About Clueless Customers?

This post is originally from 8/15/07.  It’s a still a silly example, but it still makes the point.  Sometimes sales people have to pass on a sale.

Bnet.com’s Sales Machine asks the question, "Is your customer clueless?"  While the article is directed at business-to-business sales, the same principles apply to retail as well.

You know the drill.  For whatever reason, the customer is convinced she needs a particular item.  Either she’s been influenced by advertising, or word-of-mouth, but she knows what she needs even though you, the professional, know better.

Let me illustrate with an example.  To stay industry-neutral, let’s say you’re running a bakery.  The customer is planning a hamburger cook-out.  She asks for three dozen hot dog buns.  Her good friend, who she considers a gourmet cook, has told her that hot dog buns are the best way to go.  Nothing you say can convince her otherwise.  What are your choices?

1.  Bite your tongue and sell her the hot dog buns.  You assume that if she’s so bun-illiterate, chances are there will be other problems with the meal and no one will blame you when the patties hang out over the edge of the bun.   Meanwhile, you’ll make your weekly bun quota.

2.  Continue to try to convince her that your recommendation will work out for the best.   If you’re a strong enough sales person, you might eventually win the day.  Or you might just waste a lot of time.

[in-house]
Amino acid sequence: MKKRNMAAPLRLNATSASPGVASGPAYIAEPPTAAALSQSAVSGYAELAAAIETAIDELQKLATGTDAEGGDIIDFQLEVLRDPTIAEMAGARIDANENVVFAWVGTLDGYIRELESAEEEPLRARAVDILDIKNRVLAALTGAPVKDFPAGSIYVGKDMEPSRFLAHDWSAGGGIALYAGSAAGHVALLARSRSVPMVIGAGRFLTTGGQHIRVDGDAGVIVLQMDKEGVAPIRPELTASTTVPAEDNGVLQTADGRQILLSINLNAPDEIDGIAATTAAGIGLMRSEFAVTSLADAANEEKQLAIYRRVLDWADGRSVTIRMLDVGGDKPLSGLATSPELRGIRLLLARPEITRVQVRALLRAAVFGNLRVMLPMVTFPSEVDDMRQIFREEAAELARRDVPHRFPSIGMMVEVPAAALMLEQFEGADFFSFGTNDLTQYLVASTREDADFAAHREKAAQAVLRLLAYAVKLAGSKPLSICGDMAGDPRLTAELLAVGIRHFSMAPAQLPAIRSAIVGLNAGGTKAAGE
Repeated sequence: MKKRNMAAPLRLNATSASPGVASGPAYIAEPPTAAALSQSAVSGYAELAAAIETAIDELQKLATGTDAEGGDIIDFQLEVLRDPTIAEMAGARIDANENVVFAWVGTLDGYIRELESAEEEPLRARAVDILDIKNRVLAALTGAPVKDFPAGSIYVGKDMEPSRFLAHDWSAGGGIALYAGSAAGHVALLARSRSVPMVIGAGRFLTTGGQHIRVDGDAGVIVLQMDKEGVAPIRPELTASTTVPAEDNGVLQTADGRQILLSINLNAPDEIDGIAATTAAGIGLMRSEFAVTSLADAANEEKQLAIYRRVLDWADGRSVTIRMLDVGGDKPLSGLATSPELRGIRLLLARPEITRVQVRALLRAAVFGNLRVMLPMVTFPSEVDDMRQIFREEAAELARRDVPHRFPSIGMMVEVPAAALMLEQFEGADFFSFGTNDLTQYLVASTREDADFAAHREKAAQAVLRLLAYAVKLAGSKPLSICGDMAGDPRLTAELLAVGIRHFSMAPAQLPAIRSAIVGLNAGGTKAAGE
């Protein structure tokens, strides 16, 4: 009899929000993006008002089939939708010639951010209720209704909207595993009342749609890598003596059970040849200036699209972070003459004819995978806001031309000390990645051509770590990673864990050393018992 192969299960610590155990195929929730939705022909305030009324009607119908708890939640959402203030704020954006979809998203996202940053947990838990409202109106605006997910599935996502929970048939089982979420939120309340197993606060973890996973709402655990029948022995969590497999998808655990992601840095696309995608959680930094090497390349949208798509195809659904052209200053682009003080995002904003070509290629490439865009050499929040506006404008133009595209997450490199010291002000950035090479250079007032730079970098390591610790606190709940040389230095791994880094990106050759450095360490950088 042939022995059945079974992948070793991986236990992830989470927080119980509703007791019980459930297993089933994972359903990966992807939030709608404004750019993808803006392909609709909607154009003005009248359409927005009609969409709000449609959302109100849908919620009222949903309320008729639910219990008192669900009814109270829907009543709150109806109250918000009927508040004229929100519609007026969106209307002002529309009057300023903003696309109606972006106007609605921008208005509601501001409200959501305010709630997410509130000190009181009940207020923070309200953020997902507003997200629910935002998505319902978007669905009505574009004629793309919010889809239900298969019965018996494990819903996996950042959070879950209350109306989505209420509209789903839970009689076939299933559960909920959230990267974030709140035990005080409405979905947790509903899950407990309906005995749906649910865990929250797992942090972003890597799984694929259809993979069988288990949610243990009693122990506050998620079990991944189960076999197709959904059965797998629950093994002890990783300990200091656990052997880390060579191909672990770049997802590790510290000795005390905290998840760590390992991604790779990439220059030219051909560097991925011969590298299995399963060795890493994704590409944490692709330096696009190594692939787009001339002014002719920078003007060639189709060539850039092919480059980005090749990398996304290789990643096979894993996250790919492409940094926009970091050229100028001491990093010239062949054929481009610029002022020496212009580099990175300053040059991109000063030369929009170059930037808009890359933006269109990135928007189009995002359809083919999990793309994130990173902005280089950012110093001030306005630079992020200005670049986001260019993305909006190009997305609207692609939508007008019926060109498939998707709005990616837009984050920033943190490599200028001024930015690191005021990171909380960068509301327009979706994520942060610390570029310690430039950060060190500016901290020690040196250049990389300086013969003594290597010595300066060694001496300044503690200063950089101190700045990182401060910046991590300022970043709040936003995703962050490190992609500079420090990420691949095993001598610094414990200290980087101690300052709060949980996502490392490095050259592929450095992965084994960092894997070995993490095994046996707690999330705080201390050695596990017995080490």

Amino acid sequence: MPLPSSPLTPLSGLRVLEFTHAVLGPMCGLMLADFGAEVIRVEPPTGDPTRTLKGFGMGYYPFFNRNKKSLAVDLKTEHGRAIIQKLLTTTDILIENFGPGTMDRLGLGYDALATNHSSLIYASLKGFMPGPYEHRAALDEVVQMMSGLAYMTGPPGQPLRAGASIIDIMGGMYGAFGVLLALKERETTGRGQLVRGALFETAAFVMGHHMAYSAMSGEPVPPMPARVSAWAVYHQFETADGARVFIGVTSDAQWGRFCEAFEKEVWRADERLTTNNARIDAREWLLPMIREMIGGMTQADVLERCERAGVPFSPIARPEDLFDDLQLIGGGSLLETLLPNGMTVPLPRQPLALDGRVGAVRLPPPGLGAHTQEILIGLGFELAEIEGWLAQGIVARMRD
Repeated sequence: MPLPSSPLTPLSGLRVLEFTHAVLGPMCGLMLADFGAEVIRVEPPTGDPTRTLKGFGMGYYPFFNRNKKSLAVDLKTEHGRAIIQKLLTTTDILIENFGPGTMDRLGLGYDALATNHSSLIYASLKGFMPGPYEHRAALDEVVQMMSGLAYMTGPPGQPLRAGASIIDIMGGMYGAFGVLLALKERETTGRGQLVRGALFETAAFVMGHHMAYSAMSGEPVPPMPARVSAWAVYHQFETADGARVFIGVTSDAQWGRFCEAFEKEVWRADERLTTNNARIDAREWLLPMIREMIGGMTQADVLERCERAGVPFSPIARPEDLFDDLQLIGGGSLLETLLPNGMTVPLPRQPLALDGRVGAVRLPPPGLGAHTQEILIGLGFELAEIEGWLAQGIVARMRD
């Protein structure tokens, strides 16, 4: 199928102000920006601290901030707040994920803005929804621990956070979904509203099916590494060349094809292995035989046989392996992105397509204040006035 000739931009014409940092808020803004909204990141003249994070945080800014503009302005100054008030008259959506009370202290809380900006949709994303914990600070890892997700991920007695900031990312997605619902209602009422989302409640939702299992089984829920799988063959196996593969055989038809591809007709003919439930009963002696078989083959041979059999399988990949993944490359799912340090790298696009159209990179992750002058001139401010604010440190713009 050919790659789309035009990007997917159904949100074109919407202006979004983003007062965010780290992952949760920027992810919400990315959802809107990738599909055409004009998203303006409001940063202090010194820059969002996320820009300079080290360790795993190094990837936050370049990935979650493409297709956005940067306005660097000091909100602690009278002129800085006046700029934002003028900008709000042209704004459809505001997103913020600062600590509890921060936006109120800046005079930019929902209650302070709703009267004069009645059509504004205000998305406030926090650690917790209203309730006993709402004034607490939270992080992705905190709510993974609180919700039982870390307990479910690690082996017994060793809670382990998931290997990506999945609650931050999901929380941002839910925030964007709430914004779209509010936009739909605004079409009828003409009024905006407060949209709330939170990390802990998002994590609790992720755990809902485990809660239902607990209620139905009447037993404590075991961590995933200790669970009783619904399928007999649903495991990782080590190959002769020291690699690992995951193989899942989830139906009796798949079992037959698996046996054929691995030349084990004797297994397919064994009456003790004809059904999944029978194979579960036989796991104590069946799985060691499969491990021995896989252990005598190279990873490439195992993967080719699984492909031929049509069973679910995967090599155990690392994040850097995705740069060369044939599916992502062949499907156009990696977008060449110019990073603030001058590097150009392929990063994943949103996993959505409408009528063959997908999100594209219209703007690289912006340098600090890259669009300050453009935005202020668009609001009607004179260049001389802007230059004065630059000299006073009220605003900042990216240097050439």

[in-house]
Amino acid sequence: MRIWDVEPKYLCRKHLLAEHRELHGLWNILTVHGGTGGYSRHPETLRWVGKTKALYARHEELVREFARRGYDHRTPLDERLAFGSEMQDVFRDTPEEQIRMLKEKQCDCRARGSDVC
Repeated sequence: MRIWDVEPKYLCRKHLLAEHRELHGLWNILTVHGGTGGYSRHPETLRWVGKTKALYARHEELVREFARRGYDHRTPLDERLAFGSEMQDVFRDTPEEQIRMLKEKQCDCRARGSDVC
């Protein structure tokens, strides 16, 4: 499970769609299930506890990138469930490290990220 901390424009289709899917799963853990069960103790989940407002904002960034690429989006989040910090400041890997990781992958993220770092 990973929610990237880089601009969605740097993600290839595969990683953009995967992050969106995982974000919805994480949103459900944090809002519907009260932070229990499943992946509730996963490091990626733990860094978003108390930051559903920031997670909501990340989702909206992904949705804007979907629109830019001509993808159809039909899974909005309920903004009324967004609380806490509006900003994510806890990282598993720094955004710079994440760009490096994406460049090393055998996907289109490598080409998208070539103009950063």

3.  Pass on the sale.  To quote Bnet, "Why waste your time with customers who, even if they buy, are destined to fail?"  You’ll sleep better knowing you didn’t contribute to a party that’s likely to be a disaster anyway.  Of course, you may lose the customer’s future business as well.  Obviously this is a silly example, but surely you’ve been in similar situations.  Most of us have.

Of course, number 3 is the hardest choice.  We’re sales people.   For us, turning down a sale is like a cat turning down a saucer of milk.  It just ain’t natural! But, at the end of the day, we have to be able to look at ourselves in the mirror and see a person with integrity.  While we’re called sales people, our job is really to be problem solvers.  If we haven’t solved the problem, or heaven forbid, we’ve made it worse, we haven’t done our jobs at all.

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